Feedback among experts is limited, but About-Bicycles.com offers its take. The editors there note that they generally recommend against less-expensive exercise cycles because of the compromises they have to make to hit their price point, but add that with the Marcy ME-709, the right types of compromises are in play. "Marcy keeps the cost down on their Stationary Bikes more so by excluding extra features and options rather than by using inferior parts and components," they say. The bike is rated for users up to 300 pounds, but because of its light weight, About-Bicycles.com advises not to push that upper limit.
The Exerpeutic 900XL Extended Capacity Recumbent Bike with Pulse (Est. $150) is another cheap recumbent exercise bike worth considering. Daniel Borden at BestFitnessAdvisor.com calls it an entry-level bike with an affordable price and solid construction. The best feature is that the magnetic resistance produces an exercise machine that is relatively quiet -- making it possible to listen to music or watch TV. The display has more options than the Marcy ME 709, with a scan mode to scroll through statistics and a program to count down time, distance or calories. A heart rate monitor in the grips and a setting on the display gives users the ability to maintain a target heart rate during their workouts. Exerpeutic includes a three-year warranty on the 900XL.
User reviews are plentiful, and relatively strong, though some note that durability may be an issue. This is another lightweight bike with a 300-pound user rating; as with the case with the Marcy, it's probably best for users that weigh quite a bit less than that.
Assembling the Exerpeutic gets mixed reviews. Borden says that the task itself isn't bad, but that the complicated manual might take a little study. His biggest issue is with the seat -- adjusting the position is harder than on some exercise bikes. Not a problem, really, if the 900XL will be used by only one individual. However, he adds, "if the bike is going to be shared by people of different sizes, whom will require to adjust the seat to their own preferences, then this can become pretty annoying and certainly not something that you will enjoy."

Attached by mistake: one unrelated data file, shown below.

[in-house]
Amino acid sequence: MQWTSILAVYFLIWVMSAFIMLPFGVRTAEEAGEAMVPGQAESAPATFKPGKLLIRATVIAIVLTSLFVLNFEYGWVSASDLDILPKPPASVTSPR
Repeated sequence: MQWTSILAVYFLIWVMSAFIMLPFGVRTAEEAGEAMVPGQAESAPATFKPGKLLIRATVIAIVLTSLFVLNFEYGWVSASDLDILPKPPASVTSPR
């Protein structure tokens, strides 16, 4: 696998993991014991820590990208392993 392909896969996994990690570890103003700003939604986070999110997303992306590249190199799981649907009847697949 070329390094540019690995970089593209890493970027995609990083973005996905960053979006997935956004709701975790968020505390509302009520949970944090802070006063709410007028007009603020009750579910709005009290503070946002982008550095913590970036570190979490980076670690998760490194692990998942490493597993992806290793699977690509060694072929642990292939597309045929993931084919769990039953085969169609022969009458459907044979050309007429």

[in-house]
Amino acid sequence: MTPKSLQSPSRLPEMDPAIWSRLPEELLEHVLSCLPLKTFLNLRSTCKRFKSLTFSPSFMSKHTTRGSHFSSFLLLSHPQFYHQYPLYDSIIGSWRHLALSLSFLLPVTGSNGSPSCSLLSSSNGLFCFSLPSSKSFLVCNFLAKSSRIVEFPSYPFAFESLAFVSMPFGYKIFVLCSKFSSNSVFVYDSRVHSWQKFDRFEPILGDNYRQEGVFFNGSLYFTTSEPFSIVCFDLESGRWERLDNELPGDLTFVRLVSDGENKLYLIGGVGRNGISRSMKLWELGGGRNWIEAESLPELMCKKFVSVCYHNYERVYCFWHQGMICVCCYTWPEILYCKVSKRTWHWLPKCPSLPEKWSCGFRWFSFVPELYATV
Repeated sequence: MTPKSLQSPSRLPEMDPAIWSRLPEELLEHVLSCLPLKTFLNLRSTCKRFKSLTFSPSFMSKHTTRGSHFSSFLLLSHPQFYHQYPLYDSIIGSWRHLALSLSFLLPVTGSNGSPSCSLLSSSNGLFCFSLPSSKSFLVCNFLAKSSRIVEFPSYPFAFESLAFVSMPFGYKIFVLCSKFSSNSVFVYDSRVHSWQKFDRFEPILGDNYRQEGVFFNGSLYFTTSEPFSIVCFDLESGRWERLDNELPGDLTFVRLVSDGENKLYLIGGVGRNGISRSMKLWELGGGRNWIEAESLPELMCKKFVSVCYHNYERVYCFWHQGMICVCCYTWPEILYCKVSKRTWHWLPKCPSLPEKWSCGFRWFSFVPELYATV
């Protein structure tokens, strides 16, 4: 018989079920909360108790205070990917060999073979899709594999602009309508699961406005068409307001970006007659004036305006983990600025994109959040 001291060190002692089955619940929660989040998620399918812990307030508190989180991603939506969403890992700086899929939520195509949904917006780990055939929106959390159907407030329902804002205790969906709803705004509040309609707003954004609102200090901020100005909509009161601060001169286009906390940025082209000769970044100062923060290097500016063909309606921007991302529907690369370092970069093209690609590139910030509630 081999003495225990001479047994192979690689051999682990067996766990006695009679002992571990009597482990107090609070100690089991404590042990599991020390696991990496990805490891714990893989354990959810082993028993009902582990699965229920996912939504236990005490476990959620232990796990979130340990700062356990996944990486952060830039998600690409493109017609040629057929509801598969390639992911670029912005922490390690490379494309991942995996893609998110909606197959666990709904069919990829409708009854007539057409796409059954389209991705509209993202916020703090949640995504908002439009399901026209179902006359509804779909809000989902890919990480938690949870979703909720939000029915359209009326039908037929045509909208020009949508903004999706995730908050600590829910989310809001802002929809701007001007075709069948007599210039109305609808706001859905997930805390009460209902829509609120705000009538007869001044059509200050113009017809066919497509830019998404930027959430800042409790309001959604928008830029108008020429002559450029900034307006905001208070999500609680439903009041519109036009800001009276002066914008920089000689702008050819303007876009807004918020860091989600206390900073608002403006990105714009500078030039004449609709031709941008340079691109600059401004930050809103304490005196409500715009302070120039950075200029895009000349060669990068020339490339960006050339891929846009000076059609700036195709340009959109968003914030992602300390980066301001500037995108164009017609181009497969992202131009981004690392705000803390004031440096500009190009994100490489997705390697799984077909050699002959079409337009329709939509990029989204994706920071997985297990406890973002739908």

One problem with all recumbent bikes is that they can hog floor space. Not so for the Exerpeutic 400XL Folding Recumbent Bike (Est. $150), which can compress to half its normal size for compact storage. Similar to the 900XL, the 400XL includes a magnetic resistance system, eight tension settings, a built-in heart rate monitor and an LCD console. The solid frame can still support up to 300 pounds, and owners and experts say its performance is quiet and smooth. User ratings are positive -- 4.5 stars after nearly 1,000 write-ups at Amazon.com. BestFitnessAdvisor.com also has a largely positive impression, though it warns that the 400XL might be too cramped for tall users. Borden notes that anyone taller than 6 feet 2 inches or so should consider that before opting for this model. Unlike the 900XL's three-year warranty, the 400XL has only a one-year limited warranty.
Elsewhere in this Report:
Best Reviewed Exercise Bikes: What's the difference between upright, indoor (or spin), and recumbent exercise bikes? Editors offer insight and name top models and budget-friendly options
Best Indoor Bicycle: Do you dream of racing up and down the French Alps in the Tour de France, but don't have the time to get away? Indoor spin bikes replicate the feel of bicycle racing to provide the most intense exercise.
Best Upright Exercise Bicycle: Classic upright exercise bikes are still the top choice of many looking for an ideal piece of exercise equipment. They are comfortable and affordable.
Buying Guide: Not sure what type of exercise bike is right for you? We discuss what factors to consider to help you make the right choice
Our Sources: These are the expert and user sources we consulted in finding which exercise bikes please their owners, and which are most likely to disappoint. They are listed in order from most helpful to least.